The cynical reader might be inclined to raise their eyebrows at Yamaha's Textured Cellular Silicon pads. After all, weren't manufacturers happy to trumpet their rubber pads as 'feeling just like the real thing' a few years back?
Prejudices need to be cast aside here however, because the new technology has resulted in some excellently responsive, playable and quiet playing surfaces. We're not sure the question of whether these - with their forgiving but rebound-friendly feel - or mesh head pads are preferable is valid, so we're not going to come down in favour of either of them.
One thing we will flag up is Yamaha's continued use of a control pot mounted on the 'rim' of the pads. For quick, mid-set tuning or snare tightening/loosening, it's a boon and we're glad the feature has stayed with the newbies.
Hands-on control is something of a DTX950K theme. As mentioned above, the module can act as a simple DAW controller, making solo productions significantly easier than they might otherwise be. Straight from the box, the DTX900 allows all the basic 'transport' functions - play, stop, record, forward and rewind - to be controlled from its front panel, as well as quantise, screen zoom etc.
In addition, functions can be assigned to the 900's special function buttons, allowing you to customise a set-up according to how you like to work. For drummers working on laptop productions, this arrangement is a valuable part of the DTX900's arsenal.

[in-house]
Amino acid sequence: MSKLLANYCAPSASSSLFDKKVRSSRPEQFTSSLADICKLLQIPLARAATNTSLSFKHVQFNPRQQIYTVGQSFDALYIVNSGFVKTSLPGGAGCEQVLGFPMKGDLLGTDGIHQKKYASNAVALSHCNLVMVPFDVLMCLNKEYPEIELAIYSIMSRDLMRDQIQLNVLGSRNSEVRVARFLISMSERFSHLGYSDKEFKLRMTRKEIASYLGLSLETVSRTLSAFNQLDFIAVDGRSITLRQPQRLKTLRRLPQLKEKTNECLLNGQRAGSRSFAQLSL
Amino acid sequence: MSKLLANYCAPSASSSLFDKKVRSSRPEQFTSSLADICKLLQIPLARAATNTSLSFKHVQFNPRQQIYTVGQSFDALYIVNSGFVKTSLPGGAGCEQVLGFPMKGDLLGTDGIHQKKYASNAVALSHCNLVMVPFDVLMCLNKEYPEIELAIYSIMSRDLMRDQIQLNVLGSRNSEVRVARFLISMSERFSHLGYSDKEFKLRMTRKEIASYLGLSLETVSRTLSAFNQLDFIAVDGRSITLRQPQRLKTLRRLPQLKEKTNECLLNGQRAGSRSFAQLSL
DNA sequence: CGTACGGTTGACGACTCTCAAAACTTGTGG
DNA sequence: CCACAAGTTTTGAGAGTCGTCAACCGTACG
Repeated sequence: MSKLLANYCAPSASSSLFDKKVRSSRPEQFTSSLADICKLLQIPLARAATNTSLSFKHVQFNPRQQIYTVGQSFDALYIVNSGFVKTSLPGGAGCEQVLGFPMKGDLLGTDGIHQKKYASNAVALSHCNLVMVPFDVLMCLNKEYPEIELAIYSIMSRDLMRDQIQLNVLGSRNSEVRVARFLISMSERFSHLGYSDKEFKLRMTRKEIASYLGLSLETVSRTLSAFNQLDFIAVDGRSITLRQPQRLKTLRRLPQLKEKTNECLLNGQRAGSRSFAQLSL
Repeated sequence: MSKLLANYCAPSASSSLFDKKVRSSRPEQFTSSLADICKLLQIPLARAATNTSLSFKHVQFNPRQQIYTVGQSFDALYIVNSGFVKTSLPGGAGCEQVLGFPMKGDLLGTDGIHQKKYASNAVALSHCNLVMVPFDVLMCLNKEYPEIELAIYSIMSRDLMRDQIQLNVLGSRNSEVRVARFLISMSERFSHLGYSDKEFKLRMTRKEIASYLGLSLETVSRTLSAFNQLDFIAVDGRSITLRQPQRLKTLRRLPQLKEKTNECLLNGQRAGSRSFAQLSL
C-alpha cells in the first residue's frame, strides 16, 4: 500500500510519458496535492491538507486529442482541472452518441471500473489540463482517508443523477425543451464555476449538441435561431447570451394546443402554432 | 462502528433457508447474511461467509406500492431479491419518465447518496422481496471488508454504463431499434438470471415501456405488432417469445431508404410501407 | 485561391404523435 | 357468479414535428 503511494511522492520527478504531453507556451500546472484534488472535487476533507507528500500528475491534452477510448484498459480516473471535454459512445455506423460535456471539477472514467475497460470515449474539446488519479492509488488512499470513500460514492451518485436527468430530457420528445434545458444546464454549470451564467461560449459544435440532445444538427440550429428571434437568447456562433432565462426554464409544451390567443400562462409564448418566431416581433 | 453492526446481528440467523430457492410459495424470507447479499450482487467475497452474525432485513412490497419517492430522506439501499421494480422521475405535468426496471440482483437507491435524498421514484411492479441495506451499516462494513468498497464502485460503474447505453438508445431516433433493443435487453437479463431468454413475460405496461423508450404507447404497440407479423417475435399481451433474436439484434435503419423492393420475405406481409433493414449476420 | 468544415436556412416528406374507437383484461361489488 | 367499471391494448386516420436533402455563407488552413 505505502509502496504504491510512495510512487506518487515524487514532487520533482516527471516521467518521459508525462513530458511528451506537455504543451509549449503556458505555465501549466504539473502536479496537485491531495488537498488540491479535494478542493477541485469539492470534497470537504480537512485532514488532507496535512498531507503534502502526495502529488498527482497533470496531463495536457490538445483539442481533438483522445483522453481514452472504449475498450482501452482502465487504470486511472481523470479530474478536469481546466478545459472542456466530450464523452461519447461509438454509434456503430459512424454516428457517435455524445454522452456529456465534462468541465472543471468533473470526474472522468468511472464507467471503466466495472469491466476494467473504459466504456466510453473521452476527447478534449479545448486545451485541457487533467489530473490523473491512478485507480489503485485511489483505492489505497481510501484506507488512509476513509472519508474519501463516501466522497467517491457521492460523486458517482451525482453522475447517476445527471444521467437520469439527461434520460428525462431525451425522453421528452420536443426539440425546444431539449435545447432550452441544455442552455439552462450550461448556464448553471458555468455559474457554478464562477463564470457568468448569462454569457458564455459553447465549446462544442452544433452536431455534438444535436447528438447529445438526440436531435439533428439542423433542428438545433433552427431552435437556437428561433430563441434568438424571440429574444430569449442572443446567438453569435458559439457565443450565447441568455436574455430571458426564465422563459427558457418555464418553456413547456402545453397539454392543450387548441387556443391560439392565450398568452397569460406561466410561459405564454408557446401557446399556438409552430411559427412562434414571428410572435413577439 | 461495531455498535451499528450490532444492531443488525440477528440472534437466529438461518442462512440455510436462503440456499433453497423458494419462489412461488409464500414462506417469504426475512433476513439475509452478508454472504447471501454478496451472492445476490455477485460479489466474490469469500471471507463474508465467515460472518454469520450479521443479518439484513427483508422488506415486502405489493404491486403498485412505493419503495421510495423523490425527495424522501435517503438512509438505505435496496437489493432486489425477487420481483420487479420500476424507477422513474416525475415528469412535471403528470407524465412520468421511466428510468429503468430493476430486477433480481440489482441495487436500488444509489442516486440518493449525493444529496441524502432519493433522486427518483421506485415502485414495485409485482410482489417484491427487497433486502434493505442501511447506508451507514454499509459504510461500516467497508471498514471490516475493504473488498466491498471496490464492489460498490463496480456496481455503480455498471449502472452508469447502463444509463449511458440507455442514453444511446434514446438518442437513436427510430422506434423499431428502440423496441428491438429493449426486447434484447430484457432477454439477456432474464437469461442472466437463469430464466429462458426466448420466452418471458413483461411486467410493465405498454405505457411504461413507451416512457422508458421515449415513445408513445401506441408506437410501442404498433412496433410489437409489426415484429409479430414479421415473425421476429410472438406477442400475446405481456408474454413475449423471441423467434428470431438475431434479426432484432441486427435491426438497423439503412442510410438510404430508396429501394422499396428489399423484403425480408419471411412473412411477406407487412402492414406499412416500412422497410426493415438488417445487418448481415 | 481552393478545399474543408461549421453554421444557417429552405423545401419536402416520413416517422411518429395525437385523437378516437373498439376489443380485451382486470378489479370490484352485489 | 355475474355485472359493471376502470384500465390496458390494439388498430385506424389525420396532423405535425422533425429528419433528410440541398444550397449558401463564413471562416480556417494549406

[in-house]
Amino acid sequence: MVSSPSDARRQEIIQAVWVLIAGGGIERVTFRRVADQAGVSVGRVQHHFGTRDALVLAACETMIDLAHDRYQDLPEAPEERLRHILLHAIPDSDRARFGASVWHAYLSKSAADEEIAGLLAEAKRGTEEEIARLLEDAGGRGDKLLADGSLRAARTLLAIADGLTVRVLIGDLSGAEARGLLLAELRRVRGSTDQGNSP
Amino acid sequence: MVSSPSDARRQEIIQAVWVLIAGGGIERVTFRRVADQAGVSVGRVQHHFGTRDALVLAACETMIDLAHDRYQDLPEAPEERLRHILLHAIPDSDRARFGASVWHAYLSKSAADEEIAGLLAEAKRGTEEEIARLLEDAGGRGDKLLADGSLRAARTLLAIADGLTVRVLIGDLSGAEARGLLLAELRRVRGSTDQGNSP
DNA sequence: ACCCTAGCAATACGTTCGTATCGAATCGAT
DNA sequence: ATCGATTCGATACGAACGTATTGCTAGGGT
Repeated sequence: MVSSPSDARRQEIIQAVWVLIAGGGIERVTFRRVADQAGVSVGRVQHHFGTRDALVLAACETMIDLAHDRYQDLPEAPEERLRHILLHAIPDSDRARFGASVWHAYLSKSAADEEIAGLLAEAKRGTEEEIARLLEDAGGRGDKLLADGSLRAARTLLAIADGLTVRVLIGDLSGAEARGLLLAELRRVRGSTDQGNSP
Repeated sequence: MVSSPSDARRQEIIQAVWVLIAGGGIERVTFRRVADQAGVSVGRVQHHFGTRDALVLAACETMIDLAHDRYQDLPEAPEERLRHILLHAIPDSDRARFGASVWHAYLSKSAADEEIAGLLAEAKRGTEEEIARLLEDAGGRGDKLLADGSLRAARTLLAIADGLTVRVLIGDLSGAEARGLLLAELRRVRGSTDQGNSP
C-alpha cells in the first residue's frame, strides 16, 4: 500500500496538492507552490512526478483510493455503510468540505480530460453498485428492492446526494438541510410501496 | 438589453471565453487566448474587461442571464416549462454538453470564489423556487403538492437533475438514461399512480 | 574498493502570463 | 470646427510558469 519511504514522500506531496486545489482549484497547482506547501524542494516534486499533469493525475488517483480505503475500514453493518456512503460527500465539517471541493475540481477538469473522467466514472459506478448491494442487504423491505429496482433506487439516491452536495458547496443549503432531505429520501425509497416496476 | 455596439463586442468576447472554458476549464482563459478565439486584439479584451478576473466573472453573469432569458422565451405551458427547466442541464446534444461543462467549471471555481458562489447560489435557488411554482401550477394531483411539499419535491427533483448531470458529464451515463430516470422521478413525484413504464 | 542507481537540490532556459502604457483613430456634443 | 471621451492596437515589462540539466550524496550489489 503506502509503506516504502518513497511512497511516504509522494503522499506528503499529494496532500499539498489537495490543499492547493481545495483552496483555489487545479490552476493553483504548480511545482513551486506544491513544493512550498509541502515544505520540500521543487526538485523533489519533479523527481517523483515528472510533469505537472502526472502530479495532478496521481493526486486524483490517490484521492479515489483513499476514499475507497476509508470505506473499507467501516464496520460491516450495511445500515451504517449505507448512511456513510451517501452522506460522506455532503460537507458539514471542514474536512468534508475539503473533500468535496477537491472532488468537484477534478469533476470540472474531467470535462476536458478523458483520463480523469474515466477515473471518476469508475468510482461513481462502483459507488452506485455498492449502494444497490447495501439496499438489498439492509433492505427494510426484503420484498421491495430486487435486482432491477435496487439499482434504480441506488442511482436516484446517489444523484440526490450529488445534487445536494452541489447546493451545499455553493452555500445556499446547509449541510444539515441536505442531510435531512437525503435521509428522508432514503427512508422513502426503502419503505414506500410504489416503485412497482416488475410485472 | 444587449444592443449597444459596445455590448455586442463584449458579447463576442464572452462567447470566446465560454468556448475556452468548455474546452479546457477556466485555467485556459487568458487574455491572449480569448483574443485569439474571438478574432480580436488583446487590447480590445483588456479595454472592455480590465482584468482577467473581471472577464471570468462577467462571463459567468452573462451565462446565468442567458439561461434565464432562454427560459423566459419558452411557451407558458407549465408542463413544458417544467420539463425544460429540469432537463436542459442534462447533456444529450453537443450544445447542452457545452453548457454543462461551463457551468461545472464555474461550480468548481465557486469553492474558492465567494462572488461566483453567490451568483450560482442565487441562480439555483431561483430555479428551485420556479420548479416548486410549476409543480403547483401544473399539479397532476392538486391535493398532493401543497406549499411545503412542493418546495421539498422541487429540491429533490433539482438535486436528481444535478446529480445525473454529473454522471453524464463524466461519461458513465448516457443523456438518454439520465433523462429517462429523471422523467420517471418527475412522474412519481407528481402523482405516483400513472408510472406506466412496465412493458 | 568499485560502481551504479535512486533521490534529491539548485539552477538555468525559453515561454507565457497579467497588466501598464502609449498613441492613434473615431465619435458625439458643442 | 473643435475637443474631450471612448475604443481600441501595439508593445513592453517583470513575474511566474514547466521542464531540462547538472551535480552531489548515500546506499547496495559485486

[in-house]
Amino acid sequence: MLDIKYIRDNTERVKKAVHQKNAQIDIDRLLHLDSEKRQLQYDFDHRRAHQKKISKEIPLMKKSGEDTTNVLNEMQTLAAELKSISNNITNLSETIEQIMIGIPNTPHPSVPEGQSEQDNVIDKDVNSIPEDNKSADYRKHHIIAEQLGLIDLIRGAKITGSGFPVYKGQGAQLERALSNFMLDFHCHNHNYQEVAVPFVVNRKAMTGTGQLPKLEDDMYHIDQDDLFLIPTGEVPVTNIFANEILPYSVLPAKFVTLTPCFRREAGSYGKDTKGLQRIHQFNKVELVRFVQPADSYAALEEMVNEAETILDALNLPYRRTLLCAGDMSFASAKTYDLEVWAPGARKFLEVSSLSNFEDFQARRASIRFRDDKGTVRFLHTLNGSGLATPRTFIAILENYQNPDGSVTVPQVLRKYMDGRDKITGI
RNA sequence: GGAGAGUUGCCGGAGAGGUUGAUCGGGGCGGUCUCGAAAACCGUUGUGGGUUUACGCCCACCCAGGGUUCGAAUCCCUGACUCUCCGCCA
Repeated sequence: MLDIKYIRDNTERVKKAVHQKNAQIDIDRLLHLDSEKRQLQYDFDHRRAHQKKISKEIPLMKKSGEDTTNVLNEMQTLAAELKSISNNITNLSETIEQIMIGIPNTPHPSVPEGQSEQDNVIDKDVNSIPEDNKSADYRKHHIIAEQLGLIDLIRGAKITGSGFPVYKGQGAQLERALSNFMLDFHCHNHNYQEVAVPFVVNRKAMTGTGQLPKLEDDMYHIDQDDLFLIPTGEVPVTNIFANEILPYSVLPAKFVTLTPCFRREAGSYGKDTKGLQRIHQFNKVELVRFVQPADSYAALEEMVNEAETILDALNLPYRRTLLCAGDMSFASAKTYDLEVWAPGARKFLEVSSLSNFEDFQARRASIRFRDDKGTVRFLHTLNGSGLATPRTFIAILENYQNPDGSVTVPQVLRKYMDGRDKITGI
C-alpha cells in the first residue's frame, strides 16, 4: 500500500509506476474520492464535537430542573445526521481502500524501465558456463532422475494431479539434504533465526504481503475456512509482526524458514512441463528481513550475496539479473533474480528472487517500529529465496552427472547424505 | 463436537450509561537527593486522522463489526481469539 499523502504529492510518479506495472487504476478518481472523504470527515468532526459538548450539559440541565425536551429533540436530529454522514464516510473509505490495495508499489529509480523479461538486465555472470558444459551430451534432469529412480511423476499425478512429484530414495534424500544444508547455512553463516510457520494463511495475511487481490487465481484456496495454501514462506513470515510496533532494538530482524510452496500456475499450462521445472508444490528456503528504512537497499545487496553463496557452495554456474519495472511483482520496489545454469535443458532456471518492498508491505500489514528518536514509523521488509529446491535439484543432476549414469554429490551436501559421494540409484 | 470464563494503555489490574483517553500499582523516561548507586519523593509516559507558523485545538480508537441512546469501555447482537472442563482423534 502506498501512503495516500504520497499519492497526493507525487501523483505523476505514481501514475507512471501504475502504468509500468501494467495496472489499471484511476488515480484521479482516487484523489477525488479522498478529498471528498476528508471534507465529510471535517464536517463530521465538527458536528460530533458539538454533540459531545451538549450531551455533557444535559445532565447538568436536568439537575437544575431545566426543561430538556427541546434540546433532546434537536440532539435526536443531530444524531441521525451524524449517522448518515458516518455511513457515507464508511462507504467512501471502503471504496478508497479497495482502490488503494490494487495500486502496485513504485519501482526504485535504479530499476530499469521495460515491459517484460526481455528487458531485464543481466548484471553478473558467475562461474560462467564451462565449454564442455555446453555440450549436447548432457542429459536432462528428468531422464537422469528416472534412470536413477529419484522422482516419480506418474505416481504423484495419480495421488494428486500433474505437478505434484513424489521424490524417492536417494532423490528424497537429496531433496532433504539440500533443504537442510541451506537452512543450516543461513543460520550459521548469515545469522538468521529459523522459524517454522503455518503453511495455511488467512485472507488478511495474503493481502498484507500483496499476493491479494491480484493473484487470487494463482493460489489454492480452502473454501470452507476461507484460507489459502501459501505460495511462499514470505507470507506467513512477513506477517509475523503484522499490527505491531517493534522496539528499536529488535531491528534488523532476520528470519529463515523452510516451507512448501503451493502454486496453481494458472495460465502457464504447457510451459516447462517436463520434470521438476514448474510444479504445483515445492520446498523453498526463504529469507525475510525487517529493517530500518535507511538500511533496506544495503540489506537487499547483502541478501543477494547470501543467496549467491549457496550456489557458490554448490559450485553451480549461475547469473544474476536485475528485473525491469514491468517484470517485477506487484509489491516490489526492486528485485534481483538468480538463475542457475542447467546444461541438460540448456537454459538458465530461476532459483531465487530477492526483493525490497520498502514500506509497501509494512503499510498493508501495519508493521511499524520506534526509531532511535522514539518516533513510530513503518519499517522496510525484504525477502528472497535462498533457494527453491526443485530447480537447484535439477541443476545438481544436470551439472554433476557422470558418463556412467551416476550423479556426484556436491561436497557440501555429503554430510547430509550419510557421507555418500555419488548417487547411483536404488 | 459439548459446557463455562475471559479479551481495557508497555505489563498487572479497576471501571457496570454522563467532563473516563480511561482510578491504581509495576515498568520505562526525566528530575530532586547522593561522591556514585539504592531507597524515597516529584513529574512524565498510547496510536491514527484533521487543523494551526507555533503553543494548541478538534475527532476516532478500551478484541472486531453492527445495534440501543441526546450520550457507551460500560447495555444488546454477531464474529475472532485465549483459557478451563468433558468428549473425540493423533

While heavy-duty editing is still the domain of the mouse, rollerball or whatever, the ability to sit at the kit, select tracks to record and get performances onto the hard drive makes the recording process much easier. And this kind of tethered communication between e-kit and Mac/PC is surely the way forward - as evidenced by the ease with which the DTX works with drum software, opening up access to the best virtual sounds in the world.
That's not to say that there aren't some great sounds in the 900 itself. The funk-oriented acoustic kits in particular are very nice to play, particularly in the context of the appropriate play-along tracks. In fact, many of the 'middle-path' acoustic emulations fare well - the slightly less convincing tones tend to be found in the rock/metal kit offerings.
At this end of the spectrum, things get a little clankier than we'd like, showing up a tendency towards a somewhat machine-gunny response on occasion. It's something that can be mitigated by some judicious tweaking and technique, but it's there nonetheless.
Concentrating simply on what's presented to you straight from the factory misses the point with a kit like the DTX950K, though. The scope to import/record your own samples, trigger external sound sources (whether hardware or software) and to work on tweaking preset sounds and effects means that the factory set-up is simply a foundation to build on.
Fortunately, Yamaha have done enough with the DTX950K to make that foundation very solid indeed.